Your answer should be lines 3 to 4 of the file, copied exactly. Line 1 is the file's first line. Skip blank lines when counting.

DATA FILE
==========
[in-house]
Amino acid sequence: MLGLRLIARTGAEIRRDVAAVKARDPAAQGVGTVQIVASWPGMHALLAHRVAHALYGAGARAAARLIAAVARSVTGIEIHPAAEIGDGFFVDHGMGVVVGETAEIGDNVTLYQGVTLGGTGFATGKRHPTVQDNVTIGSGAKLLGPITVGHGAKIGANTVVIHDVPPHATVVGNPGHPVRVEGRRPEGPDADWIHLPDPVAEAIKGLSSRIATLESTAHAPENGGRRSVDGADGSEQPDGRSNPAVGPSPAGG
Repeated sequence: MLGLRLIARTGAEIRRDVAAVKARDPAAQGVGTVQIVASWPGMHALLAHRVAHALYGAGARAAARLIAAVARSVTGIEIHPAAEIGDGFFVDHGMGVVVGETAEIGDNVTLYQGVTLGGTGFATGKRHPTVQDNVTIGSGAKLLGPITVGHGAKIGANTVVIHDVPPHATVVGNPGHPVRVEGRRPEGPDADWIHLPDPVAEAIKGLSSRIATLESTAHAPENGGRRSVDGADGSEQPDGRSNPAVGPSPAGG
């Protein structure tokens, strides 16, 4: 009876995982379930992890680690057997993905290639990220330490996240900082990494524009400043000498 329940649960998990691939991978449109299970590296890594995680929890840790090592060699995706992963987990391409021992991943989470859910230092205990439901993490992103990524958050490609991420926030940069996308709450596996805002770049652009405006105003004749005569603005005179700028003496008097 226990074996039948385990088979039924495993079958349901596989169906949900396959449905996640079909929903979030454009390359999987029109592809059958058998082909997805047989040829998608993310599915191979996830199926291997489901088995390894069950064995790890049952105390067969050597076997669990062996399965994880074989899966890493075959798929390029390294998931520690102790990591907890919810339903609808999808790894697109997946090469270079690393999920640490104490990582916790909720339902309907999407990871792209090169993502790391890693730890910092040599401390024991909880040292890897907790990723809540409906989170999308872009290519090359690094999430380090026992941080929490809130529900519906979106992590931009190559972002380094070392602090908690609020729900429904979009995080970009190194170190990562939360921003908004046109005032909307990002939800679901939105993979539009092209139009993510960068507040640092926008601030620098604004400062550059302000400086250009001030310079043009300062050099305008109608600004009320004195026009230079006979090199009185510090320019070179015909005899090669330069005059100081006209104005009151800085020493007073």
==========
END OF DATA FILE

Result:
Repeated sequence: MLGLRLIARTGAEIRRDVAAVKARDPAAQGVGTVQIVASWPGMHALLAHRVAHALYGAGARAAARLIAAVARSVTGIEIHPAAEIGDGFFVDHGMGVVVGETAEIGDNVTLYQGVTLGGTGFATGKRHPTVQDNVTIGSGAKLLGPITVGHGAKIGANTVVIHDVPPHATVVGNPGHPVRVEGRRPEGPDADWIHLPDPVAEAIKGLSSRIATLESTAHAPENGGRRSVDGADGSEQPDGRSNPAVGPSPAGG
């Protein structure tokens, strides 16, 4: 009876995982379930992890680690057997993905290639990220330490996240900082990494524009400043000498 329940649960998990691939991978449109299970590296890594995680929890840790090592060699995706992963987990391409021992991943989470859910230092205990439901993490992103990524958050490609991420926030940069996308709450596996805002770049652009405006105003004749005569603005005179700028003496008097 226990074996039948385990088979039924495993079958349901596989169906949900396959449905996640079909929903979030454009390359999987029109592809059958058998082909997805047989040829998608993310599915191979996830199926291997489901088995390894069950064995790890049952105390067969050597076997669990062996399965994880074989899966890493075959798929390029390294998931520690102790990591907890919810339903609808999808790894697109997946090469270079690393999920640490104490990582916790909720339902309907999407990871792209090169993502790391890693730890910092040599401390024991909880040292890897907790990723809540409906989170999308872009290519090359690094999430380090026992941080929490809130529900519906979106992590931009190559972002380094070392602090908690609020729900429904979009995080970009190194170190990562939360921003908004046109005032909307990002939800679901939105993979539009092209139009993510960068507040640092926008601030620098604004400062550059302000400086250009001030310079043009300062050099305008109608600004009320004195026009230079006979090199009185510090320019070179015909005899090669330069005059100081006209104005009151800085020493007073």